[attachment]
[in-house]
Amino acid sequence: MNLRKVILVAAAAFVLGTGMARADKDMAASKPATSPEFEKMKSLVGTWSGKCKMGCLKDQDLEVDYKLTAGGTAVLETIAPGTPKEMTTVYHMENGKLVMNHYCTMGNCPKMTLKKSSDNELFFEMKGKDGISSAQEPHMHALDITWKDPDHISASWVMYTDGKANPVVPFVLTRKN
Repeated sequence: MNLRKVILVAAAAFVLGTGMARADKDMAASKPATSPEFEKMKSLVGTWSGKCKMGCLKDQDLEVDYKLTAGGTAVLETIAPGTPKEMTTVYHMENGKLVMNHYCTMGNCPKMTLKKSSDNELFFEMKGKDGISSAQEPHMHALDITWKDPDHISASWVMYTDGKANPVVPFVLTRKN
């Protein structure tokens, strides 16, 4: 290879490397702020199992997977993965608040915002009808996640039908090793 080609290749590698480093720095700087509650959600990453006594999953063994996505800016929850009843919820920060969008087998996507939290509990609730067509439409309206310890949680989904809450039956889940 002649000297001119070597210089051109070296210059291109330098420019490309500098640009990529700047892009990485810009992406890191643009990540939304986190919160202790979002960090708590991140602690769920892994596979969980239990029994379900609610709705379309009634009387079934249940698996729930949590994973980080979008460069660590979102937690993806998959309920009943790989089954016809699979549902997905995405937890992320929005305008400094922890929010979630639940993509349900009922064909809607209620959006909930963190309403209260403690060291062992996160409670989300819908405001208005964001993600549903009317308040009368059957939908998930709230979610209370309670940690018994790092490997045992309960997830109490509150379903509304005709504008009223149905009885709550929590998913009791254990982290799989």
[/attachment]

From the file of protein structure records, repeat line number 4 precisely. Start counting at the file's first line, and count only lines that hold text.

């Protein structure tokens, strides 16, 4: 290879490397702020199992997977993965608040915002009808996640039908090793 080609290749590698480093720095700087509650959600990453006594999953063994996505800016929850009843919820920060969008087998996507939290509990609730067509439409309206310890949680989904809450039956889940 002649000297001119070597210089051109070296210059291109330098420019490309500098640009990529700047892009990485810009992406890191643009990540939304986190919160202790979002960090708590991140602690769920892994596979969980239990029994379900609610709705379309009634009387079934249940698996729930949590994973980080979008460069660590979102937690993806998959309920009943790989089954016809699979549902997905995405937890992320929005305008400094922890929010979630639940993509349900009922064909809607209620959006909930963190309403209260403690060291062992996160409670989300819908405001208005964001993600549903009317308040009368059957939908998930709230979610209370309670940690018994790092490997045992309960997830109490509150379903509304005709504008009223149905009885709550929590998913009791254990982290799989």